Mistry hits back at Tatas, says 'truly unfortunate' to question independence of directors
Terming Tata Sons' contention that group companies were "drifting away" under him as "furthest from truth", ousted chairman Cyrus Mistry today hit back at Tata Sons calling its criticism of independent directors, revered names in India Inc, as "truly unfortunate".
Mumbai: Terming Tata Sons' contention that group companies were "drifting away" under him as "furthest from truth", ousted chairman Cyrus Mistry today hit back at Tata Sons calling its criticism of independent directors, revered names in India Inc, as "truly unfortunate".
"To suggest that 'ulterior objectives' and 'clever strategy' can sway these eminent names in undertaking their fiduciary duties and discharging the duties mandated by the statute as independent directors is absolutely astonishing and really speaks to how low Tata Sons has unfortunately stooped in their public statements," a statement from his office said, in a rebuttal to the recent actions of Tata Sons.
Stating that the independent directors whose conduct has been questioned include names like Deepak Parekh, Nusli Wadia and Nadir Godrej, among others, Mistry added that it is "truly unfortunate" that independence of "stalwarts of India Inc" is being questioned.
The statement is a rebuttal to a 9-page open letter issued by Tata Sons in which it had accused Mistry of "trying to gain control of Indian Hotels Company, whose independent directors had sided with the former chairman of Tata Sons.
"He (Mistry) has cleverly ensured over these years that he would be the only Tata Sons representative on the board of IHCL in order to frustrate Tata Sons' ability to exercise influence and control on IHCL," the Tata Sons letter had said.
Independent directors at Tata Chemicals have also backed Mistry, which has led Tata Sons initiating action to expel Wadia from its company boards.
In its letter, Tata Sons had also alleged that Mistry was trying to gain control of the group's main companies and regretted its decision to appoint him as chairman four years ago.
It had said the structure of the group has been "consciously dismantled so that now the operating companies are drifting farther away from the promoter company and their major shareholder".
Mistry retorted back at this today, saying these suggestions are "furthest from the truth" and added that changing the board structure was part of a plan to alter the corporate governance practices with an aim to make the salt-to-software group's companies run independently.
"The corporate governance framework that was developed under Mistry's leadership attempted to ensure group companies would adhere to the group values, share best practices, enable movement of talent, exploit win-win synergies, and do all of this without impinging on the independence of the operating companies and the boards that they are ultimately responsible to," he said.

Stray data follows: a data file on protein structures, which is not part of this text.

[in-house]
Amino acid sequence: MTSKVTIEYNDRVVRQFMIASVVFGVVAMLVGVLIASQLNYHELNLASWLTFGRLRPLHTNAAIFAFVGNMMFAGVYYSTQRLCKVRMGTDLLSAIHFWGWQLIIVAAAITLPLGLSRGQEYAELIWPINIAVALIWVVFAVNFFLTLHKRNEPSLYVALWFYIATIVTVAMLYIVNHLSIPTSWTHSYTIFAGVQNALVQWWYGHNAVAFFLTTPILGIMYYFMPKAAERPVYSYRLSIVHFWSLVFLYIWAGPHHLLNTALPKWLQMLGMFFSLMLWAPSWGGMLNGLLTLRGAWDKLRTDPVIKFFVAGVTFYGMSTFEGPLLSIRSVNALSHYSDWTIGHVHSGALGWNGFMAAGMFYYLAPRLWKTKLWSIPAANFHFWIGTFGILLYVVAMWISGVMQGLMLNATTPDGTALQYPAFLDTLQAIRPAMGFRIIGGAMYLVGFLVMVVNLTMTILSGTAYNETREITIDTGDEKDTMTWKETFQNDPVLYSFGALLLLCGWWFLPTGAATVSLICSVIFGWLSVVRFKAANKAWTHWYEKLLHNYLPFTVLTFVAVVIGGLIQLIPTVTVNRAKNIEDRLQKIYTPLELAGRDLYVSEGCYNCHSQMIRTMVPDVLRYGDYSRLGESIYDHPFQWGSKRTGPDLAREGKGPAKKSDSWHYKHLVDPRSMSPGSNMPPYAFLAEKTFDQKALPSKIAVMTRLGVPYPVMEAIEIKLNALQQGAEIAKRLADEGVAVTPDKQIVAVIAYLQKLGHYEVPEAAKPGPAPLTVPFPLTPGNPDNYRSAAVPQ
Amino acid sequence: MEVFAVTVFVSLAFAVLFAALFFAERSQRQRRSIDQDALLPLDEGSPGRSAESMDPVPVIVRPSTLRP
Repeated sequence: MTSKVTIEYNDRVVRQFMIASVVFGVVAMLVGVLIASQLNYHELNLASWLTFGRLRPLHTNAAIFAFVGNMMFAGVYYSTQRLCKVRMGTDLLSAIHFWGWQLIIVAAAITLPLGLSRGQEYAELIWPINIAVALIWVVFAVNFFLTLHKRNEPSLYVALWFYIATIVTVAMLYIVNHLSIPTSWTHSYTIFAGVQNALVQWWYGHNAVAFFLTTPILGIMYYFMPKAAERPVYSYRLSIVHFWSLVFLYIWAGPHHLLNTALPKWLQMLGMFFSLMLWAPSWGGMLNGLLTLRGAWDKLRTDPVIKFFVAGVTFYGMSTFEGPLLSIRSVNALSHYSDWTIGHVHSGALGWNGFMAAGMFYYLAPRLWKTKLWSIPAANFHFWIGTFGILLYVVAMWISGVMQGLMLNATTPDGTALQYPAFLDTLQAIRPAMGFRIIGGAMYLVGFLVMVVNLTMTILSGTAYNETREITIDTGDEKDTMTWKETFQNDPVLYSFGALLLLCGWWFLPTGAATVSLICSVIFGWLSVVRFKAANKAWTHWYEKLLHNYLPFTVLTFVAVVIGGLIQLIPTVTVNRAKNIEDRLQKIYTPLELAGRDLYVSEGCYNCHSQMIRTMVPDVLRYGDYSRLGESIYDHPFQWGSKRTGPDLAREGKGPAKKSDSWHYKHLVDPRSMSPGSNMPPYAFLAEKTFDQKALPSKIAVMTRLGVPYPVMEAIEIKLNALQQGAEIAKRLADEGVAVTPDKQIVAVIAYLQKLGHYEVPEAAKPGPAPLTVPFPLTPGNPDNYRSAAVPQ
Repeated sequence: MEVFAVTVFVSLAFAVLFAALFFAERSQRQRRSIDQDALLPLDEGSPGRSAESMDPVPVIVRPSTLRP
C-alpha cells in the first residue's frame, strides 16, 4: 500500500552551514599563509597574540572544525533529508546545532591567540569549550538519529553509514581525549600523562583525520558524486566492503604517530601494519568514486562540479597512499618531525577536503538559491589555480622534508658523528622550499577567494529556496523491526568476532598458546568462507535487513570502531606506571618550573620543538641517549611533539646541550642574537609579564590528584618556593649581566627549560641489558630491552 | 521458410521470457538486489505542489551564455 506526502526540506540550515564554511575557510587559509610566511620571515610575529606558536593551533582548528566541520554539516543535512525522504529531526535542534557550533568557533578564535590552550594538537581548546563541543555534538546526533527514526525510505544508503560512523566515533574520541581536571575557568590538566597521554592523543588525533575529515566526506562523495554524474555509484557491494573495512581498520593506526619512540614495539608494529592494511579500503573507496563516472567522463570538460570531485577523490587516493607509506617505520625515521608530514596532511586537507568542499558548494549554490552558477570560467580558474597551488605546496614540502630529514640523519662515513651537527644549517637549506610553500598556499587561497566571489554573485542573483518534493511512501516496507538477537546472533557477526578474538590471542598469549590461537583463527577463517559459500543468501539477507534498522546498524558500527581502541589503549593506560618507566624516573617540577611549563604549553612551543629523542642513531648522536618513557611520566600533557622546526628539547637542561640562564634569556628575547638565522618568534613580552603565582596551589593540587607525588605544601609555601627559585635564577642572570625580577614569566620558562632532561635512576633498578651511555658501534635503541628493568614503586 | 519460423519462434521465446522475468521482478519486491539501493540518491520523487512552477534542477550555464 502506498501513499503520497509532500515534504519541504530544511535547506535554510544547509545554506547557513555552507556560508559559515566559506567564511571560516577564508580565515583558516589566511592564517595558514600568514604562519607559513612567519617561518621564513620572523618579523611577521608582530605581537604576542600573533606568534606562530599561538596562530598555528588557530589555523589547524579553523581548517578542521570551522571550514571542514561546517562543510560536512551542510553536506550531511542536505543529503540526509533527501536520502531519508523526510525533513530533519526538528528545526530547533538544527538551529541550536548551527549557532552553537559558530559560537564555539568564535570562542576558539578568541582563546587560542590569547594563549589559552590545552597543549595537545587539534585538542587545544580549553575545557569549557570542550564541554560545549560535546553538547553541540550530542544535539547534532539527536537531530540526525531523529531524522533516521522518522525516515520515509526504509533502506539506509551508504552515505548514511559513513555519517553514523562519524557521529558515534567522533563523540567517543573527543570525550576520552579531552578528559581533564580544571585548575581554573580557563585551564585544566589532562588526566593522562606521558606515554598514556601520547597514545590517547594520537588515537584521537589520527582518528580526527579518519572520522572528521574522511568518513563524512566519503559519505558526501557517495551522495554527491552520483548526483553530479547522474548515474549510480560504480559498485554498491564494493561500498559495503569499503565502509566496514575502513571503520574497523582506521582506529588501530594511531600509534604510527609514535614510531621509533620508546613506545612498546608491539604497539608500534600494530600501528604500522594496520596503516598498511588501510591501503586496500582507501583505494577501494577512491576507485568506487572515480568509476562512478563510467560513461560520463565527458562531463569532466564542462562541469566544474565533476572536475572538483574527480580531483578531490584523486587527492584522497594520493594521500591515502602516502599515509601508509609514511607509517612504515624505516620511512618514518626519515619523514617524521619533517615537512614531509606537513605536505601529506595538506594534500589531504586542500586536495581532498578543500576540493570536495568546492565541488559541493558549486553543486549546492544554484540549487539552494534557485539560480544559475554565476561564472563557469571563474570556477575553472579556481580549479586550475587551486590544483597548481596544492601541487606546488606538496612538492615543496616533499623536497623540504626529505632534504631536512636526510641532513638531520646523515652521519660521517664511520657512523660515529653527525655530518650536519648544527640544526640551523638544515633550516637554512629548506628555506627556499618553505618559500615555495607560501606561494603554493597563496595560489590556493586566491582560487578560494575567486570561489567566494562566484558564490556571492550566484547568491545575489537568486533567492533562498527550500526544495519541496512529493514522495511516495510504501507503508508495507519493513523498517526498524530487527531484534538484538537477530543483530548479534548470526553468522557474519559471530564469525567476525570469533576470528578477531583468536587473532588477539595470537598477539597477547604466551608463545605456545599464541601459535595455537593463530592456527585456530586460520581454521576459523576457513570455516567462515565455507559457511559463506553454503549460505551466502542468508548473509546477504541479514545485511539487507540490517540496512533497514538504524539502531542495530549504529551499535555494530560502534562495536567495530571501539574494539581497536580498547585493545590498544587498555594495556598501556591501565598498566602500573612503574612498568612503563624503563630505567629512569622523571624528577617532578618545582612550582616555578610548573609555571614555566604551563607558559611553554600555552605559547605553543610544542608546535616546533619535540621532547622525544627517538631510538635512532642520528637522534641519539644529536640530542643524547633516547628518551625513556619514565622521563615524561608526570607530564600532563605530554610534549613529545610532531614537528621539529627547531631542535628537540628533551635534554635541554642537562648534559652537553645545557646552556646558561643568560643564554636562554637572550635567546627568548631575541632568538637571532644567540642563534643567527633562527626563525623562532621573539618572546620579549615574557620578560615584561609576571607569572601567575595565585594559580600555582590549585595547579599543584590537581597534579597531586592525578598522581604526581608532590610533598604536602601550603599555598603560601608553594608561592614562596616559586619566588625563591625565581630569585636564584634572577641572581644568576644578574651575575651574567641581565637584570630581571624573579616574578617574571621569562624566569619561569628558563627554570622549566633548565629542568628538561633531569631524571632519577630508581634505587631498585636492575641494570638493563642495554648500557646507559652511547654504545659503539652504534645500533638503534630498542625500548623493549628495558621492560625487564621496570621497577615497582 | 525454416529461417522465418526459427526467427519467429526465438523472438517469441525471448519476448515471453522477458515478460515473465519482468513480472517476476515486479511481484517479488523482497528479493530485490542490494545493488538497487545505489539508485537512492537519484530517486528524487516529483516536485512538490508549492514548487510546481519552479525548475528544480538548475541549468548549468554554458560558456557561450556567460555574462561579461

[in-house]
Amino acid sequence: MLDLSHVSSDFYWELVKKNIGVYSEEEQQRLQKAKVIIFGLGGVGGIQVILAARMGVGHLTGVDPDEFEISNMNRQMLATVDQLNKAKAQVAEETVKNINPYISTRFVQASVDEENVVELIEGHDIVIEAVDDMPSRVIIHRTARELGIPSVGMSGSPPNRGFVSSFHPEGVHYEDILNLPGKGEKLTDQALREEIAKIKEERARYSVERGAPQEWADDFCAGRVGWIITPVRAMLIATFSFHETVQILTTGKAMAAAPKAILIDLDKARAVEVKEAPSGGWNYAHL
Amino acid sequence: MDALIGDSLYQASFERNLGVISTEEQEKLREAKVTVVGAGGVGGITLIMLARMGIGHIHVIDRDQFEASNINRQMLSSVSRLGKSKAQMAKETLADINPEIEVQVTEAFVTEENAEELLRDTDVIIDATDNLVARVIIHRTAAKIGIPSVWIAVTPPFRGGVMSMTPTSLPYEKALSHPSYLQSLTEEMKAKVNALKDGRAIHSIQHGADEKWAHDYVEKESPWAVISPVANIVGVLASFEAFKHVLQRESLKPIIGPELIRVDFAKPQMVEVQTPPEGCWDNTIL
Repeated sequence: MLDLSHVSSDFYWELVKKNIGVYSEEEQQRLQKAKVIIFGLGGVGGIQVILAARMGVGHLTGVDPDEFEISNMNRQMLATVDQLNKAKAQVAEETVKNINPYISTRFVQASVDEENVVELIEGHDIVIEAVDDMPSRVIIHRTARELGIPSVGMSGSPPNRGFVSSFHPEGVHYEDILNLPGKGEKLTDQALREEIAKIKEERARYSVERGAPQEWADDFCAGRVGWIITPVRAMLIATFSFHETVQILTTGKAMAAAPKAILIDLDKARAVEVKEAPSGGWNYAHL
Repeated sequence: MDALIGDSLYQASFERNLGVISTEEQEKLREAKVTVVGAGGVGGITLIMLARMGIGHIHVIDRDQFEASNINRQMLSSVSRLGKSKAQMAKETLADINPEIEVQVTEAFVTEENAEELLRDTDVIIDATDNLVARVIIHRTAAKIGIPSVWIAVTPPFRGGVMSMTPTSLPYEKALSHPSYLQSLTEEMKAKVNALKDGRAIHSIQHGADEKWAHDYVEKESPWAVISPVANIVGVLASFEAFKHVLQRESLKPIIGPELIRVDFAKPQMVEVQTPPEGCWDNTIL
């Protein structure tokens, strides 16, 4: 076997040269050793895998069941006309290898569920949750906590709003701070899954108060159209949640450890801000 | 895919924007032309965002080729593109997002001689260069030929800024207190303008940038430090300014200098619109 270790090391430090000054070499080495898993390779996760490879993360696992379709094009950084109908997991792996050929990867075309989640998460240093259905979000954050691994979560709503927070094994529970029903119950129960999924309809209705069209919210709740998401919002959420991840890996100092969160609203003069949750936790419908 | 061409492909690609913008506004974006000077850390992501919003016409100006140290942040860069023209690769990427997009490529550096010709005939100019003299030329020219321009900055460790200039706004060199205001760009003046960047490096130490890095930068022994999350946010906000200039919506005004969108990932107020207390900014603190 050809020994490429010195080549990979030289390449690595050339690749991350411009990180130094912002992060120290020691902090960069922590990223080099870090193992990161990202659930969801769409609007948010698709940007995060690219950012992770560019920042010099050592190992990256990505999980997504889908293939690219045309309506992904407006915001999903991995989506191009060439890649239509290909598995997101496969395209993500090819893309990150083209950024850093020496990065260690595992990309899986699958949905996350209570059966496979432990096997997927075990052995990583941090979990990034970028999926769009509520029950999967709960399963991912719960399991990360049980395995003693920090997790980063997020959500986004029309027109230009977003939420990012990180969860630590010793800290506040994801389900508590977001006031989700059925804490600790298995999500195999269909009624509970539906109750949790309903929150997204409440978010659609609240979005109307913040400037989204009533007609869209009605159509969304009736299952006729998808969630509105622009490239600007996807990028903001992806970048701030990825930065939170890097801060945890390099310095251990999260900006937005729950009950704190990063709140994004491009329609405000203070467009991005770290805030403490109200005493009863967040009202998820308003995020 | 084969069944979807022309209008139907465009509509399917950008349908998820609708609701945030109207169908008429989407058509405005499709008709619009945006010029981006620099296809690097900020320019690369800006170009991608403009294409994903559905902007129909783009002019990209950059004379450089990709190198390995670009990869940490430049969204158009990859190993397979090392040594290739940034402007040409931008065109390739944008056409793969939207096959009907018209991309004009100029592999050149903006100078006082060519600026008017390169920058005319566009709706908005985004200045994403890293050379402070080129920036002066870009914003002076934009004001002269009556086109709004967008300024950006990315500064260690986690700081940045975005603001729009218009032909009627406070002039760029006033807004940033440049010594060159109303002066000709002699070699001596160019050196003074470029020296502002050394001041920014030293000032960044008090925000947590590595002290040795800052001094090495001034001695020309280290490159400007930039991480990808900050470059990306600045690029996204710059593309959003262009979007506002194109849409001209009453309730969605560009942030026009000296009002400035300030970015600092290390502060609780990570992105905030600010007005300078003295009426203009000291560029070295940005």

This was done to protect the interests of of all stakeholders, employees, and minority shareholders, he said, adding that it was a case of placing responsibility "where it should lie".
The Mistry statement also made a veiled but not fully elaborate reference to insider trading while explaining the need to have a new corporate governance framework.
"...Between Tata Trusts, Tata Sons and the Tata operating companies, there was a need to be compliant with the law relating to insider trading by ensuring communication of unpublished price sensitive information strictly on a need to know basis," Mistry said.
Listing out the names of the nine directors whose conduct has been questioned, it highlighted that six of them were appointed during Ratan Tata's tenure which ended in 2012 and two of them serve as Trustees on Tata Trusts.
It said that under the existing laws, the independent directors are required to bring "independent judgement" on issues of strategy, performance, risk management, resources, key appointments and standards of conduct, and safeguard the interests of all stakeholders, especially minority shareholders.
It acknowledged that in both IHCL and Tata Chemicals, the independent directors were unanimous in their support of him as the chairman and claimed that this is a "reflection of Mistry's conduct as chairman in upholding the highest standards of corporate governance".
The statement also elaborated on the change in the board composition of companies under Ratan Tata's leadership and the changes which Mistry introduced.
As against the earlier practice of all the board members being internal members of the group, Mistry's statement said now the requirement is to have 30 per cent Trust nominees and 30 per cent independent directors.
"The corporate governance framework in India has considerably tightened in recent times with more stringent rules with respect to independence of directors, female directors, board evaluation, and so on. To meet this increased scrutiny, several new policies and frameworks were developed at the group centre and deployed across operating companies," it said.
These included refreshing the code of conduct, developing a board effectiveness framework, LEAD program to enhance gender diversity, and provide TBEM feedback on the company to the board, the statement said.